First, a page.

Trivial reportage worries information minister

MINISTER of Information and Broadcasting Services Kampamba Mulenga (middle), permanent secretary Godfrey Malama (right) and Livingstone Press Club president Brian Hatyoka during an interactive meeting with journalists in Livingstone recently. PICTURE: SHIKANDA KAWANGA

NANCY MWAPE, Livingstone
MINISTER of Information and Broadcasting Services Kampamba Mulenga says Government is concerned that the media have continued to focus on trivial, divisive and unproductive issues in their daily reportorial work.
The minister called on the media to exercise high levels of reportorial standards to contribute to peaceful co-existence among citizens and national development.
“The dissemination of factual, objective and well-researched information and news to the public is a huge national responsibility which the media cannot afford to mishandle through careless, petty and personal considerations.
“The responsibility and loyalty of the media is to the public and not individuals with their narrow, selfish personal agendas,” Ms Mulenga said.
Speaking during the commemoration of World Radio Day in Livingstone yesterday, Ms Mulenga re-affirmed Government’s commitment to creating an enabling environment for the continued growth and contribution of radio to national development.
World Radio Day was commemorated under the theme:  Public participation: Radio is you.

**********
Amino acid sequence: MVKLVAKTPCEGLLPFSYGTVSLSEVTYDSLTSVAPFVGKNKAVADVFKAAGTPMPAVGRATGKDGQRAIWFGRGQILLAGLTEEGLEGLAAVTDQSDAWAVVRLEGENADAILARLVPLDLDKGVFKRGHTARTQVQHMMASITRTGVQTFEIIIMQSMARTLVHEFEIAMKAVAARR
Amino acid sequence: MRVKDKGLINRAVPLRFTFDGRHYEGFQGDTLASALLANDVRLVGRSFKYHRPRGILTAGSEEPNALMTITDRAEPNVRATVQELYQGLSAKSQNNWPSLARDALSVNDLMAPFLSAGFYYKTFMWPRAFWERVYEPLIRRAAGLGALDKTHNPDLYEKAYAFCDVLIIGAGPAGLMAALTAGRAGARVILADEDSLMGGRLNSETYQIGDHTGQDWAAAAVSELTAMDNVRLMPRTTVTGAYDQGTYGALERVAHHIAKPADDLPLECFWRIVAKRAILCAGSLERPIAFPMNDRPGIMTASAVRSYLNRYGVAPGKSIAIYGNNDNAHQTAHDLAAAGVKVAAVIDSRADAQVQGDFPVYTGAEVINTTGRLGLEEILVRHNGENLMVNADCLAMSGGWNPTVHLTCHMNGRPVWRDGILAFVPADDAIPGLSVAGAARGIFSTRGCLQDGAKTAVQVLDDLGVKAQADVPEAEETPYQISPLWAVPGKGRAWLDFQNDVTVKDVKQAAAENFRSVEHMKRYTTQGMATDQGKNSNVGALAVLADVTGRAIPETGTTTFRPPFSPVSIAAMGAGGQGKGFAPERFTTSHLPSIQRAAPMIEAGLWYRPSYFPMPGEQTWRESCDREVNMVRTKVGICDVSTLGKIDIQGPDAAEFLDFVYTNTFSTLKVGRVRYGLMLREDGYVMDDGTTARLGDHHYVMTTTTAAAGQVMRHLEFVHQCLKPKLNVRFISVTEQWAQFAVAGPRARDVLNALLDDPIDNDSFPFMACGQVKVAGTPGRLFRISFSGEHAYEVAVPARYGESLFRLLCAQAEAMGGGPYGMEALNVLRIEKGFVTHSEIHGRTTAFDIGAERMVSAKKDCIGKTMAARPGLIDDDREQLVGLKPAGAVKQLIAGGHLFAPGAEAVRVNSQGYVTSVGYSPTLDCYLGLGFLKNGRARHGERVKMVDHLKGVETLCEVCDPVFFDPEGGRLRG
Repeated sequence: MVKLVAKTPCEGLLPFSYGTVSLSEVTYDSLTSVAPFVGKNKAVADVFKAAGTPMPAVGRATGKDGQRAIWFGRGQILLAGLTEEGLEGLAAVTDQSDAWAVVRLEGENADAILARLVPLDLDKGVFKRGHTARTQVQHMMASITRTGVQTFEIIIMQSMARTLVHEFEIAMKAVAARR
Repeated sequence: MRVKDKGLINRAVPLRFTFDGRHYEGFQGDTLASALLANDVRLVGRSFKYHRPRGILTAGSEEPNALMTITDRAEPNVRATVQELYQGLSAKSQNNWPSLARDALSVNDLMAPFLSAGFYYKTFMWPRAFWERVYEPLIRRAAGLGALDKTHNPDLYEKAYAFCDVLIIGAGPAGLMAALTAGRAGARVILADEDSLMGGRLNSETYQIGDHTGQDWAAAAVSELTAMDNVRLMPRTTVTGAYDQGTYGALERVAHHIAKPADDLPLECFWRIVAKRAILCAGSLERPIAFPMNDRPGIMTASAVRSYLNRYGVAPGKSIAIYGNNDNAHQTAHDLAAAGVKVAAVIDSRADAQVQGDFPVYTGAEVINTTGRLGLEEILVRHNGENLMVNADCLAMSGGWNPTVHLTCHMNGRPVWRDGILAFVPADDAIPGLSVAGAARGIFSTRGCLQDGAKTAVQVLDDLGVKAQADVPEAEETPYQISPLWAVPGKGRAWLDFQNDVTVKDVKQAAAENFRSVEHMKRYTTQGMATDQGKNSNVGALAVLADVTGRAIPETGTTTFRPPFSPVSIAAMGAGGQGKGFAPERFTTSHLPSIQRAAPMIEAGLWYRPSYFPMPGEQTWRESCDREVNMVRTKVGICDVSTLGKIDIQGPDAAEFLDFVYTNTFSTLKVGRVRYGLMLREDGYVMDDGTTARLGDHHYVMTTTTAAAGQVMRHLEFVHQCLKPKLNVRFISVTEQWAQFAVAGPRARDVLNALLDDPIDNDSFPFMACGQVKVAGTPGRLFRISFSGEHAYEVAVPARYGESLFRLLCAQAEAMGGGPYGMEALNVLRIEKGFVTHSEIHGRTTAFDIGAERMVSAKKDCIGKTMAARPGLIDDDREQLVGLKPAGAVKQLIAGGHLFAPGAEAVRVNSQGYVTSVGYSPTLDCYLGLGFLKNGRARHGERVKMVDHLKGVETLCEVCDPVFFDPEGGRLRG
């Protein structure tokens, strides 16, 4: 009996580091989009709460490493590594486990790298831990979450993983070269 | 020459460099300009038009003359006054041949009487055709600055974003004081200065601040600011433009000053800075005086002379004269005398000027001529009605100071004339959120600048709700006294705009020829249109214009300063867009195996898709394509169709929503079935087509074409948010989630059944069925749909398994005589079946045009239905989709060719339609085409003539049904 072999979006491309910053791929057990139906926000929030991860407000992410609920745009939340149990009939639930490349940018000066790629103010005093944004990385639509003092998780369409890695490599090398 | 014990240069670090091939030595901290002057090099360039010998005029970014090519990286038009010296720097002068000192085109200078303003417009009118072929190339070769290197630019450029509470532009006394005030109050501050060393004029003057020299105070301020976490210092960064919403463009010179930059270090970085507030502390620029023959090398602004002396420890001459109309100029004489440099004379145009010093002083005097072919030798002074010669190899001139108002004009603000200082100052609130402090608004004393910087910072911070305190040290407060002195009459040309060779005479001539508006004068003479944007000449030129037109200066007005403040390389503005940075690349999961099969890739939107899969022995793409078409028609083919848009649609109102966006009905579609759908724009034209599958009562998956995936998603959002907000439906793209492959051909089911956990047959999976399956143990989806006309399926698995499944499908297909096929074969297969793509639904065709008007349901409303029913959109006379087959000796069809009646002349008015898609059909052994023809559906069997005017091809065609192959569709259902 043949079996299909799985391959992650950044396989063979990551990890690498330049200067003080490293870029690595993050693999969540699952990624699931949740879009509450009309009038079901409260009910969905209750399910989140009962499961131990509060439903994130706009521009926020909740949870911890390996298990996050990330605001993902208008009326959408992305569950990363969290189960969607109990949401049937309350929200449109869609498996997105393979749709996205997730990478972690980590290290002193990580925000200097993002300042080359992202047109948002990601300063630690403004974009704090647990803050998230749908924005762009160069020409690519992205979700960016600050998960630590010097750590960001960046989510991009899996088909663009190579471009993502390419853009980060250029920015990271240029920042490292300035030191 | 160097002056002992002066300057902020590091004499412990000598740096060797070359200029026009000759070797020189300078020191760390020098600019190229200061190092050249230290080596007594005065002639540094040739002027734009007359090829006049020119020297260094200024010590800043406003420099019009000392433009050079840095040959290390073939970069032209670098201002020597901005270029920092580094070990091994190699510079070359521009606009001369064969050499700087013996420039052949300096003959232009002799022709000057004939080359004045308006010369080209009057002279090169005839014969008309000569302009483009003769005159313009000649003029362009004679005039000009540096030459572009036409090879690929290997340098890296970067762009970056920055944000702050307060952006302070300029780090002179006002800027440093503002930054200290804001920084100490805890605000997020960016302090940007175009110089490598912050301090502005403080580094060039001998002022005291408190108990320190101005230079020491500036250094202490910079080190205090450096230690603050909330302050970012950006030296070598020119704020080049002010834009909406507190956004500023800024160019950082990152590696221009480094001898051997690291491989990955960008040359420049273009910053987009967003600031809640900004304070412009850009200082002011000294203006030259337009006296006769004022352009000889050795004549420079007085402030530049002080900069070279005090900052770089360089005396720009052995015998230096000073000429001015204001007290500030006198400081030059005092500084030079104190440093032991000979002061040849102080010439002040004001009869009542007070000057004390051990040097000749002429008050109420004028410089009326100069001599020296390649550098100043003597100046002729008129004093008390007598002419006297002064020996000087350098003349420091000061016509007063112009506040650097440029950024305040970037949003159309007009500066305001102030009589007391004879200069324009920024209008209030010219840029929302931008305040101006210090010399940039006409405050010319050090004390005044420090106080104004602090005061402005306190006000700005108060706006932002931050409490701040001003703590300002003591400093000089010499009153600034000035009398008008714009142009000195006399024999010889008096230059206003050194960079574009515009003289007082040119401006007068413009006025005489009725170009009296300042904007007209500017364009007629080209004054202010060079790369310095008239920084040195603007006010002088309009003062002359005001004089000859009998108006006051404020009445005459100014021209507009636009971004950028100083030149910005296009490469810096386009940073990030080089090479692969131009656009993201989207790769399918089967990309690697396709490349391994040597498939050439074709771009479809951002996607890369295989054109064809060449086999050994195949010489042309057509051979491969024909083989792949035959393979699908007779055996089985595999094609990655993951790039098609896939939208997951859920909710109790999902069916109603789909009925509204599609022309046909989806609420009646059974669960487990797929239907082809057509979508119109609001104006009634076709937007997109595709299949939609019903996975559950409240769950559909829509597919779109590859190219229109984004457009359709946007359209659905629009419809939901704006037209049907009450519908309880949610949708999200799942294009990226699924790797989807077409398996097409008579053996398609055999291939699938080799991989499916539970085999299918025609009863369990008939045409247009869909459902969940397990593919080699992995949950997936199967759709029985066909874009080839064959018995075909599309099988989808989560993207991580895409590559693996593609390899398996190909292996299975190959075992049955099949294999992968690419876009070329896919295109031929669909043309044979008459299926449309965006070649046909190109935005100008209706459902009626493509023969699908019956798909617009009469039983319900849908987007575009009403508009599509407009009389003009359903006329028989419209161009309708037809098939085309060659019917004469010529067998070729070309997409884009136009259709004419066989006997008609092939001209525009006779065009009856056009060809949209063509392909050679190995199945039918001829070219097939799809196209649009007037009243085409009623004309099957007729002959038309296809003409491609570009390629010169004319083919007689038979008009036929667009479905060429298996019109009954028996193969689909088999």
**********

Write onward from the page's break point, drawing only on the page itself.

Ms Mulenga said Government wants to see more radio stations established by local communities in every part of the country.
She said radio has become more important and relevant than ever following the unprecedented growth in the number of radio stations countrywide from 80 last year to the current 113.
Ms Mulenga said the radio stations dotted country-wide play an important role in closing the information gap, especially in far-flung areas of the country where Zambia National Broadcasting Corporation (ZNBC) cannot reach.
She also dismissed reports that Government has sold ZNBC to StarTimes, a Chinese firm.
The minister explained that ZNBC and StarTimes have entered into a joint venture to improve on diversity of contents.
And Independent Broadcasting Authority (IBA) director-general Josephine Mapoma said radio plays an important role in serving the communication needs of communities by encouraging open dialogue and providing an independent platform for interactive discussion on matters of importance.
Ms Mapoma also encouraged the public on their right to complain against any station that in their view is airing anything that breaches broadcasting ethical standards.

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